By Clive Young.
New York (May 5, 2010)—Flood waters still linger throughout much of the Nashville area as the city and its pro audio community now begin to clean up in the wake of this past weekend’s flooding.
Gibson USA’s guitar facility on Massman Drive was still closed as of Tuesday afternoon, though it’s known that water did get into the facility. General manager Gary Fader told The Tennesseean, “There will be supply disruption for some amount of time.”
Most obviously hit are many of the city’s musical landmarks, such as the Country Music Hall of Fame and Schermerhorn Symphony Hall. While the Hall of Fame is expected to be closed for some time, reports have it that the facility’s priceless country music collections and instruments were not affected by flooding. Still, three days of closure has already cost the popular tourist attraction $75,000.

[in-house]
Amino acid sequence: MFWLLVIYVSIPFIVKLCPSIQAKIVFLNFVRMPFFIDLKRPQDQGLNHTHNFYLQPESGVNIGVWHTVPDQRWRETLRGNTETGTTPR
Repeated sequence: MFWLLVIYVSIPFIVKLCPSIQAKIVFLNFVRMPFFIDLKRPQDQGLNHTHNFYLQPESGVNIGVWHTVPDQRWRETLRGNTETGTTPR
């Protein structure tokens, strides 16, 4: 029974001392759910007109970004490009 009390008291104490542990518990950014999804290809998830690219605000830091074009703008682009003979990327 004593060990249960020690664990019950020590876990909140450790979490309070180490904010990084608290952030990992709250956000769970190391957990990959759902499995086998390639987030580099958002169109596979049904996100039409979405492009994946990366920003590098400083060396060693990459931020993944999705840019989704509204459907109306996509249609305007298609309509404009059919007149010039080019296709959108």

As reported yesterday, the Schermerhorn Symphony Hall has undergone considerable flooding, but rising waters stopped just eight inches short of flooding the main concert hall. Nonetheless, two grand pianos and a multi-million dollar pipe organ console have been destroyed.
The Grand Ole Opryhouse has not been as lucky. All but the last four rows of seats in the hall are reportedly underwater, as well as the stage and its famed center 9-foot circle of boards, transported there in 1974 from the Ryman Auditorium, where the radio show had been held for decades. Ironically, the show will return to the famed older facility this weekend for shows as it plans to maintain its usual schedule.
For more information, see yesterday's article, Flood Hits Nashville Pro Audio Community.